Hong Kong’s third wave of Covid-19 is by far the most serious of the public health crisis to date, the health authorities warned on Saturday as at least 61 people in the city were either confirmed as infected or had tested preliminary positive.
The city reported 16 local infections among the 28 cases officially recorded on Saturday, while another 33 people were awaiting confirmation they had caught the coronavirus.
The continued surge, which takes Hong Kong’s Covid-19 total to 1,431 with seven deaths, prompted pleas from health experts for the public to stay at home and avoid going into work where possible, while the government said it would not rule out a further tightening of social-distancing restrictions.
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“This third wave of infections is by far the most severe since the epidemic started, even worse than back in March,” said Dr Chuang Shuk-kwan, head of the Centre for Health Protection’s (CHP) communicable disease branch.
Among the 33 preliminary positive cases is a Hong Kong immigration officer stationed at a Shenzhen border checkpoint, as well as at least two taxi drivers.
With the number of confirmed cases having unknown sources of infection climbing by seven on Saturday to 28 in the past week, Chuang said that when Hong Kong was gripped by a surge of cases in March, the daily double-digit increases were largely made up of imported cases or those linked to traceable sources.
“Now that there are outbreaks affecting restaurants, elderly homes, with some students affected as well as certain areas and some housing estates … we are concerned about the situation,” she said.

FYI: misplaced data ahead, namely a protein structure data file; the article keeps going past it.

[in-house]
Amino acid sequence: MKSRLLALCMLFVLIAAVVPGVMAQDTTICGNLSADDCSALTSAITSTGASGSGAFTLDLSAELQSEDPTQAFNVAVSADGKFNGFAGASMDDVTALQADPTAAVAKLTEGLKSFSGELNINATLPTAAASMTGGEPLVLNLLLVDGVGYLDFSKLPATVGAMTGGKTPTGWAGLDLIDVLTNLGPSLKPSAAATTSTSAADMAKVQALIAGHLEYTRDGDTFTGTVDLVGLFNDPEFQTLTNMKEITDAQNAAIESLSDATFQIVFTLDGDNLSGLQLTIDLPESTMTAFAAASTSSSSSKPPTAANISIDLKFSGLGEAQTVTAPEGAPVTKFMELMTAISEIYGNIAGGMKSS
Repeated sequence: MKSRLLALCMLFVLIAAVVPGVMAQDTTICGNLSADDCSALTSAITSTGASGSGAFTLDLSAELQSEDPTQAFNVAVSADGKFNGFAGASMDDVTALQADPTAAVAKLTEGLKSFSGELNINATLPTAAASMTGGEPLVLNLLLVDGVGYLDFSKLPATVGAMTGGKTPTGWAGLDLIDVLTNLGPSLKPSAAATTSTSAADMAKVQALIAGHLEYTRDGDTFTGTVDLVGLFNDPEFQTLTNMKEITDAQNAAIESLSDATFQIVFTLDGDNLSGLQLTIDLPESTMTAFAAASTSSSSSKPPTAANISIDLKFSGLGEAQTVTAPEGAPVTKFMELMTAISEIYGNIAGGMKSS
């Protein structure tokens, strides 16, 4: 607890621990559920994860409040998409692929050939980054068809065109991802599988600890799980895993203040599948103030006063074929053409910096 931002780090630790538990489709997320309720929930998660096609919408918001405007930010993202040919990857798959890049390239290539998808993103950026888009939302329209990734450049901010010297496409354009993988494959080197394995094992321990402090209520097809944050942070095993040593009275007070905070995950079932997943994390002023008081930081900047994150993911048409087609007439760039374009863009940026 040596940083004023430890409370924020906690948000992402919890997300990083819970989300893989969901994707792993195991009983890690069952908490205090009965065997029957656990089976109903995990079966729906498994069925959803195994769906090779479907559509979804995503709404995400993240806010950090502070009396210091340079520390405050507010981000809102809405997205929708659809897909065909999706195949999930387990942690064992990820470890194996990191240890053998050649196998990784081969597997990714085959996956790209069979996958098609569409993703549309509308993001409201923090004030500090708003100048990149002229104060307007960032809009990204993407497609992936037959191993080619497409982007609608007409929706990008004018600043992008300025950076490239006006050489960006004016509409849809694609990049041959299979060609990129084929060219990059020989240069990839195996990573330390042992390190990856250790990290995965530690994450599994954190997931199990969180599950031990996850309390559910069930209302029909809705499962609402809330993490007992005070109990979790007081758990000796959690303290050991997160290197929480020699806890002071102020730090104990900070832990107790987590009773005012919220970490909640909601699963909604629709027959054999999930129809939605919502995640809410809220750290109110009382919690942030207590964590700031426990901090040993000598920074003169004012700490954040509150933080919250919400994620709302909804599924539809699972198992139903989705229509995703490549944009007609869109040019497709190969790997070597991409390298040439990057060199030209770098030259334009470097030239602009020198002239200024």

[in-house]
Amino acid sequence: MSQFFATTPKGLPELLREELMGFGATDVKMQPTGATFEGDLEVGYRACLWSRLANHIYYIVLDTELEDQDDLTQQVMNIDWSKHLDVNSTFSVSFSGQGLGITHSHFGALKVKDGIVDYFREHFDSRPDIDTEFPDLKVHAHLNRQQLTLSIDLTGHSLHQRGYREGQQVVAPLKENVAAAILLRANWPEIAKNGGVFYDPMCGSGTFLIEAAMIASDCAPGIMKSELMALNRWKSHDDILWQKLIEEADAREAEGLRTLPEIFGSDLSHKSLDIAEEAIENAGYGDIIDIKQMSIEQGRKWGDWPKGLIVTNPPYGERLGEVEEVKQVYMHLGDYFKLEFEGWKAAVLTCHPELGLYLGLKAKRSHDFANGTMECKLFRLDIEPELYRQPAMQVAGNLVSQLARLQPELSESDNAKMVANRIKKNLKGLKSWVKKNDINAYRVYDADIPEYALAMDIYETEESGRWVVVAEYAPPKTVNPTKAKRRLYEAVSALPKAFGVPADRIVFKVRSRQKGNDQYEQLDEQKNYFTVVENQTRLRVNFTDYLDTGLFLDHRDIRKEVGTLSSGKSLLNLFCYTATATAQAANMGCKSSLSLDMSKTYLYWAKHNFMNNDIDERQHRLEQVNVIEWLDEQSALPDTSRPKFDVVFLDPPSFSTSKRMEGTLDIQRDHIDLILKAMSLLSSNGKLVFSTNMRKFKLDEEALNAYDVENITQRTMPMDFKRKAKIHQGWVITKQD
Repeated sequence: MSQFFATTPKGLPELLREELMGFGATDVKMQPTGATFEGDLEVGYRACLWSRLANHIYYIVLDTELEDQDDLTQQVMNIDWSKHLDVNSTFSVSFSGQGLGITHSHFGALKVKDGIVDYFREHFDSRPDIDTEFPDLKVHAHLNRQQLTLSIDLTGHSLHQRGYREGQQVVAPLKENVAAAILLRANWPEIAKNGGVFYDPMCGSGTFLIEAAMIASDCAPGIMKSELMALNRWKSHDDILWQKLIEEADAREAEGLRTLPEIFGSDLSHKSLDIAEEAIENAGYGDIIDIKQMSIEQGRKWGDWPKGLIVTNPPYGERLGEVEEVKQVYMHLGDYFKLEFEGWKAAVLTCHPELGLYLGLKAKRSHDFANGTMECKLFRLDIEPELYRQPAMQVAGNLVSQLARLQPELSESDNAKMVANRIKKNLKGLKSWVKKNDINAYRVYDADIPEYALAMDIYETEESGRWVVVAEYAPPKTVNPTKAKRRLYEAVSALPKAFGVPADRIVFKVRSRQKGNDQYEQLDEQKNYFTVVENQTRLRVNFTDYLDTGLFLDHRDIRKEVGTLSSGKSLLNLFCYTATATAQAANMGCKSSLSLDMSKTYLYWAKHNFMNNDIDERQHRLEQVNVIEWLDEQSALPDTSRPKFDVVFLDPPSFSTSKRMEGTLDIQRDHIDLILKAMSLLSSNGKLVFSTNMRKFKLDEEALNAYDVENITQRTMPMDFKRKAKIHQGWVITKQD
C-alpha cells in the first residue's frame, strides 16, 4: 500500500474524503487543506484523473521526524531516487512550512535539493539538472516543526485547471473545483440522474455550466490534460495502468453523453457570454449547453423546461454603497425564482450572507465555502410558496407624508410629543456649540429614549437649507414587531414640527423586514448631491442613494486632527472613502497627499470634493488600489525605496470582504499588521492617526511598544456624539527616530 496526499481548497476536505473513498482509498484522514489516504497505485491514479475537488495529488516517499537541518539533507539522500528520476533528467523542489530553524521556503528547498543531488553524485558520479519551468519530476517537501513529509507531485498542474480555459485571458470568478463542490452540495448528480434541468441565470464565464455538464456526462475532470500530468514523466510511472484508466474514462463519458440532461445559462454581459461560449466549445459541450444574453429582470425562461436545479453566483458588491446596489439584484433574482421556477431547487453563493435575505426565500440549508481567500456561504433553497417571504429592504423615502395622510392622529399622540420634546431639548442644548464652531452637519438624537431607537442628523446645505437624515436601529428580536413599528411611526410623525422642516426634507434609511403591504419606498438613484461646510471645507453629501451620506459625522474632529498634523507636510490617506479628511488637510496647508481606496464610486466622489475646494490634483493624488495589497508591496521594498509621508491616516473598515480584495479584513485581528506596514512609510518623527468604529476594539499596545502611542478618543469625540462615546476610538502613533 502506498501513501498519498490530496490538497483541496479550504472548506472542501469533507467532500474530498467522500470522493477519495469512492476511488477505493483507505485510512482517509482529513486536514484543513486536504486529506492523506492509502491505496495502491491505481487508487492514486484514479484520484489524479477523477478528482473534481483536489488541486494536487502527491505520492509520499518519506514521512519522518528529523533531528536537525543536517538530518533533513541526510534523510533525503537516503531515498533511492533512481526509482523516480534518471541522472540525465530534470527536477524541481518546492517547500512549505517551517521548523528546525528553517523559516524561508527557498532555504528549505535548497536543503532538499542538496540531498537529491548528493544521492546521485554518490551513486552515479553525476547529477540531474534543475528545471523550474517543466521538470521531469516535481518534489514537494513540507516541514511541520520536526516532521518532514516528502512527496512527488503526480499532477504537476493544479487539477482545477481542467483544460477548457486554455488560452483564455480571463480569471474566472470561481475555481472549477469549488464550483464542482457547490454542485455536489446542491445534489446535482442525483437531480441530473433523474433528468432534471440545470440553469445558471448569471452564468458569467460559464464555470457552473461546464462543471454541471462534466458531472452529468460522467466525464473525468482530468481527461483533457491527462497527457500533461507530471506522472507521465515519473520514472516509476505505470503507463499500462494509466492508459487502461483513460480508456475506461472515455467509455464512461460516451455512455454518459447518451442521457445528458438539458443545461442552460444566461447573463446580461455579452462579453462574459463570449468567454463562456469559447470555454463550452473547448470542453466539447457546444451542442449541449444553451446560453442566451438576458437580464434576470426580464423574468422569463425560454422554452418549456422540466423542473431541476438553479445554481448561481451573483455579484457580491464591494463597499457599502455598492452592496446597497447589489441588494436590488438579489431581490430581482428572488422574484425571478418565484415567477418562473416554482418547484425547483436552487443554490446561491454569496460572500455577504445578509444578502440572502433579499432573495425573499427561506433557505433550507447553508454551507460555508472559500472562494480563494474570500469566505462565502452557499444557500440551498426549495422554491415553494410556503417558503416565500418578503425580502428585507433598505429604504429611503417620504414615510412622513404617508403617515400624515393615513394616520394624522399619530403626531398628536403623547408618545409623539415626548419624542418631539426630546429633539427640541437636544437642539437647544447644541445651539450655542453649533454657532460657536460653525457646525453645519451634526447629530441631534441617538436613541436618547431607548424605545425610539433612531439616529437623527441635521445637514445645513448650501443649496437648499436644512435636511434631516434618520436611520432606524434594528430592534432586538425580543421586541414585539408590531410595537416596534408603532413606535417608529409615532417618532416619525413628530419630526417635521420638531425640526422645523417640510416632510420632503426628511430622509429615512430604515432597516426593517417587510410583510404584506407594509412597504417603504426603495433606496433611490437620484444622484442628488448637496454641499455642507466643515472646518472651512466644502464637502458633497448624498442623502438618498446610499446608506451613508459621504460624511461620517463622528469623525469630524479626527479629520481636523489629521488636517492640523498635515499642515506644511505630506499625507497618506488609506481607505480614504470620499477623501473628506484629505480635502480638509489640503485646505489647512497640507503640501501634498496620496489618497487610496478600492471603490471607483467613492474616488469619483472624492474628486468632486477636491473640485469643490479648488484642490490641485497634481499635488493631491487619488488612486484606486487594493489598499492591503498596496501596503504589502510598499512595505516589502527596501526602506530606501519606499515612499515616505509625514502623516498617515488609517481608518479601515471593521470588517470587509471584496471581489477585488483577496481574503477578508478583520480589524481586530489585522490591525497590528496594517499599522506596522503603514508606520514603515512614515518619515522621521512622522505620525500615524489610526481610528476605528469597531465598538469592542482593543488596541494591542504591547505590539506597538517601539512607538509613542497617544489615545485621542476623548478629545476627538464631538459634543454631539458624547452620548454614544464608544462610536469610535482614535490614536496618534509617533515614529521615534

Urging the public to keep practising social distancing, Chuang said: “To avoid spread, we have to … avoid going out as much as possible, and try to work at home as much as possible.”
According to the Immigration Department, the 27-year-old officer who tested preliminary positive was assigned to Shenzhen Bay Port checkpoint and was responsible for processing travellers.
The senior immigration assistant last worked on July 8, sought treatment on his day off on July 9, and was informed about his preliminary positive results on Friday evening.
The department said the officer had no recent travel history and wore a mask while at work. It added that the CHP was trying to trace the infection source and whether the officer had any close contacts.
Official figures showed an average of about 3,000 people entered or exited Hong Kong each day at the Shenzhen Bay Port checkpoint over the past week.
Chuang said while the officer’s source of infection was not immediately clear, health authorities believed he might have been infected near his home in Tsz Wan Shan. At least three of Saturday’s confirmed patients lived in the Kowloon neighbourhood or had visited a market there.
“Because so far the [Covid-19] situation in mainland [China], and in Shenzhen, is much better than in Hong Kong, the chance of him getting infected from there is lower than the risk of infection from Tsz Wan Shan,” she said.
Although Chuang said more cases were expected in the area, she added: “Many people in Hong Kong do travel frequently from place to place … I think it’s not just Tsz Wan Shan. The whole of Hong Kong is facing an outbreak.”
Of the 28 confirmed infections on Saturday, 12 were imported, including a FedEx pilot, who arrived in Hong Kong from the United States on Friday night and had eaten at a branch of Din Tai Fung.